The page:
And because it’s built on people making money, those without money are left in the dark. Nearly 10% of Americans still don’t have adequate healthcare coverage. And even for those who do?
Well, it’s time to hear Lisa’s story.
TAPE LISA – SYMPTOMS: Abdul: Tell me about your symptoms that day.
Cardillo_Lisa: I had no, no idea, until you know a couple minutes before. It was just a completely normal day. [00:02:45] We were actually on vacation. We had just checked in. We had only been there maybe an hour. The symptoms that I felt were a sudden and sharp burning in the center of my chest, and it felt like it was coming coming out of my back. This was a feeling that I’d never felt before in my life. And within seconds I immediately became severely sick to my stomach. [00:03:11] Which was also something very strange. I hadn’t felt nauseous before that. So it was all very sudden and things that I had never felt before.
ABDUL VO: This was back in 2017. Lisa and her family were on vacation near Grand Rapids.
Up until then, she had been perfectly healthy. No medical history. But she was having a heart attack. She just didn’t know it yet.
TAPE LISA – GPS HOSPITAL: [00:04:08] Cardillo_Lisa: Still at that point we’re thinking I’m 36 years old. I’m not having a heart attack. Let’s just get in the car and run over to an urgent care. Like I said, we were out of town. So we’re Googling, you know, where we need to go to get help. [00:04:25] I believe at that point. We got into the car and my left arm started going numb. So we started looking up the closest hospital and I saw a hospital and it said it had a heart center. So we put it in the GPS and my husband started driving, and 12 minutes later. We pulled up in front of their emergency room doors my husband [00:04:45] let me out. I walked myself in into the emergency room. I declined a wheelchair, walked up to the desk to check myself in, and that’s when
ABDUL VO: The closest hospital was 12 minutes away. They rushed there, and Lisa walked herself into the ER, and up to the check-in desk. But then…
TAPE LISA: I went into cardiac arrest standing up. I hit my head on the desk and then ended up on the ground. I say, I made it known that I was there because they rushed right to me and saved my life.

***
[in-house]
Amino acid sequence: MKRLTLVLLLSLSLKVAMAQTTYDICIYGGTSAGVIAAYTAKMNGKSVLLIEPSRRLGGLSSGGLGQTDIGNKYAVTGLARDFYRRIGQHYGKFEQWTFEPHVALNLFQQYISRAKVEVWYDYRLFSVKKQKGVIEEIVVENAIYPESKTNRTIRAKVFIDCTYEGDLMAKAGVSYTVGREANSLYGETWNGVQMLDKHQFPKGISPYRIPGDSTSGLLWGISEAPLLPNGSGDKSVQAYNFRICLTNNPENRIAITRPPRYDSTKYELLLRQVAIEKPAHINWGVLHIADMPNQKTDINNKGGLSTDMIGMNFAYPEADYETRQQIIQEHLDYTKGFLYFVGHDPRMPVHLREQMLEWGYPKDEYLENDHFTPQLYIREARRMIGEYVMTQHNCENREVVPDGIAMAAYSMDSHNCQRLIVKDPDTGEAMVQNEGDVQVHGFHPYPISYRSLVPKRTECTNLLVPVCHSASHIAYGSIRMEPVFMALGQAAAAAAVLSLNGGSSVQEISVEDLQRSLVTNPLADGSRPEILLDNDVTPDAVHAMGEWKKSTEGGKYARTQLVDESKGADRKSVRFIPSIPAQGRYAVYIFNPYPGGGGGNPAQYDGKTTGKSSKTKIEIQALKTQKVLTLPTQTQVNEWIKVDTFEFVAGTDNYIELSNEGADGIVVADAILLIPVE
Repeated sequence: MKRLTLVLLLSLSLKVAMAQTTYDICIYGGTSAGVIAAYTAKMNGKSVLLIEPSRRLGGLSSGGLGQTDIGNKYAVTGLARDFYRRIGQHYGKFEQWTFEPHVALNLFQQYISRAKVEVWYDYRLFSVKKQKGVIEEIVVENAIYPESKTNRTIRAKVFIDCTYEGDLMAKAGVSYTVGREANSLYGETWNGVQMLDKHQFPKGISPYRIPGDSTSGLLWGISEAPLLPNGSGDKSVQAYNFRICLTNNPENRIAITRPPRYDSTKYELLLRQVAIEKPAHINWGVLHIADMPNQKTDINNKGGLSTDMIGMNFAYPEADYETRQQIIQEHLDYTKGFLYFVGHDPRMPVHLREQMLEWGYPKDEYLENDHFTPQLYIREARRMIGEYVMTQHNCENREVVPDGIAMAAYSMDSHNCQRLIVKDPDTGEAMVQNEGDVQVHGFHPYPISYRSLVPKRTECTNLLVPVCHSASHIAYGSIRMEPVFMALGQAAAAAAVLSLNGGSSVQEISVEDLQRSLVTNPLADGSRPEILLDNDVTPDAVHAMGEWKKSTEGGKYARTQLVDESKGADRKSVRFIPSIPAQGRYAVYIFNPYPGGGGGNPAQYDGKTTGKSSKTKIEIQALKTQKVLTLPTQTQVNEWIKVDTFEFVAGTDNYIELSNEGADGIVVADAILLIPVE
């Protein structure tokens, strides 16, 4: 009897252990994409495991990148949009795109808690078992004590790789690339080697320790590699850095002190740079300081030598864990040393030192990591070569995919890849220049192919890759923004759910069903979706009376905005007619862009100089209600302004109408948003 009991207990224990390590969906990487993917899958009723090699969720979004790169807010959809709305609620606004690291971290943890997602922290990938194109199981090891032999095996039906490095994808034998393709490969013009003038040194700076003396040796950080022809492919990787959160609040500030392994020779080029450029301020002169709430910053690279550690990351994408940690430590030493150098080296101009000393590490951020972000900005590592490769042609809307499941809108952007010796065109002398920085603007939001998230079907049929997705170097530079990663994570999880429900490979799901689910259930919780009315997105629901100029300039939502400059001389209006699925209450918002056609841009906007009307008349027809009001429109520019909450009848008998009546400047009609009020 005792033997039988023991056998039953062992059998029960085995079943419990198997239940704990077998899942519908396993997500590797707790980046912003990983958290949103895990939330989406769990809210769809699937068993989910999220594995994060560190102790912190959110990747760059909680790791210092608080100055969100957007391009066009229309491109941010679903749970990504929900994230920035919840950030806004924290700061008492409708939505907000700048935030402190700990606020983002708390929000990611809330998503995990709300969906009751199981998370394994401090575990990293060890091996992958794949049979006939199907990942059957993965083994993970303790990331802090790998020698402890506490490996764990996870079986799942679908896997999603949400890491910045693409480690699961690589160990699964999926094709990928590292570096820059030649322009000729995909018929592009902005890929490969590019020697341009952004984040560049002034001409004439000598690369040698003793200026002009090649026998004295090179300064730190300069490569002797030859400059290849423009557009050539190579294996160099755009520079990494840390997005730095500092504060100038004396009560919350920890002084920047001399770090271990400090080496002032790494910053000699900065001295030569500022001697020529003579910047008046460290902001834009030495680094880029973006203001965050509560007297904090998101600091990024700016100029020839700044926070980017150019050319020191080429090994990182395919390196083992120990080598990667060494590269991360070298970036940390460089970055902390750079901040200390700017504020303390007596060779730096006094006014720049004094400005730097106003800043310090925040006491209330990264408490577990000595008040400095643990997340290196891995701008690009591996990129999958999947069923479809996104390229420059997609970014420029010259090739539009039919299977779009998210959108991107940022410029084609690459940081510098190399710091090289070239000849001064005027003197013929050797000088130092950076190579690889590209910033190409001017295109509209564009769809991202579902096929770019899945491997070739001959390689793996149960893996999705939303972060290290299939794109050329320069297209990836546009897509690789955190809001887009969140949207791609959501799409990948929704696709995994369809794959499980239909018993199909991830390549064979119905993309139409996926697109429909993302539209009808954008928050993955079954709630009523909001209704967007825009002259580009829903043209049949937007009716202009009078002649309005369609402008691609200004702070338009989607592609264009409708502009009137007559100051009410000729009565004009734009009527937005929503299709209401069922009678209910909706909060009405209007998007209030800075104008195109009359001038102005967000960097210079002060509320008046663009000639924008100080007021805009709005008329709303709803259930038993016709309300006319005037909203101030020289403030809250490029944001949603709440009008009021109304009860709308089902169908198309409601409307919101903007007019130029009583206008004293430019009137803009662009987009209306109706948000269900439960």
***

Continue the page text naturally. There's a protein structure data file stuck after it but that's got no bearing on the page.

ABDUL VO: Before we go further, I need to tell you more about Lisa’s family.
This wasn’t the first time they had to deal with a medical emergency. Just a few years earlier, her husband – 30 years-old at the time – was diagnosed with brain cancer — also out of nowhere. He was treated, and thankfully, is still alive today, cancer free. But he has to get regular MRIs every six months, to make sure it stays that way.
When it comes to navigating the healthcare system, Lisa and her husband — unlike a lot of people — have everything going for them. They have a steady household income, and health insurance through her husband’s employer.
And that day, Lisa was also very fortunate…
TAPE LISA – LUCKY HEART CENTER: [00:07:03] I happened to walk into an emergency room that had a Heart Center, had an Interventional cardiologist who was there in moments so I do feel like I’m one of the lucky ones.
ABDUL VO: Lisa really was lucky. She was close to a hospital with a cardiac unit—where she was more likely to get a high level of care. Had she not had that cardiac center close by, things might have turned out differently.
Which brings us to Problem #2 on our American Healthcare Problem List: [PROBLEM SOUND!]
The Choice Illusion. When you think about it, so much of our healthcare conversation is about people scaring you that someone might take away your choice.
ARCHIVAL: TRUMP: scaring people about choices.
In theory, in a perfect world, you could go to any hospital you wanted to get care. But really, the idea of choices in healthcare is an illusion. So much of healthcare is emergent, meaning you don’t really have a choice in where you’ll get your care. If Lisa could have chosen where to have a heart attack, she might have chosen to be close to the Mayo Clinic or Johns Hopkins Hospital But that’s kind of a ridiculous notion: a heart attack is, by definition, an emergency.
That’s the case with a lot of our healthcare needs. And it underscores a fundamental point about healthcare– it is a decidedly unusual market. Unlike most goods — where we generally have a ton of options — when we buy healthcare, we often do it under the gun–and that limits our choices. It’d be like having to buy a car in an emergency–at the nearest dealership. No shopping around, no comparing prices.
Worse, the choices we do have are dwindling. Today, hospitals are consolidating–buying each other up, and shutting down the least profitable ones, especially in rural communities.
ARCHIVAL – Local news piece about hospital closing, being bought out by big hospital system
ABDUL VO: And this is where it all comes back to money, the bottom line– of this *business* we call healthcare in America. This consolidation is leaving fewer and fewer facilities to choose from, forcing some people to drive hours to get care–hours they often don’t have to spare. If Lisa had been just a few hours north, where she and her family were headed that day, her story could have turned out radically different.
As it was, when she went into cardiac arrest in the lobby of the emergency room, the doctors got right to work.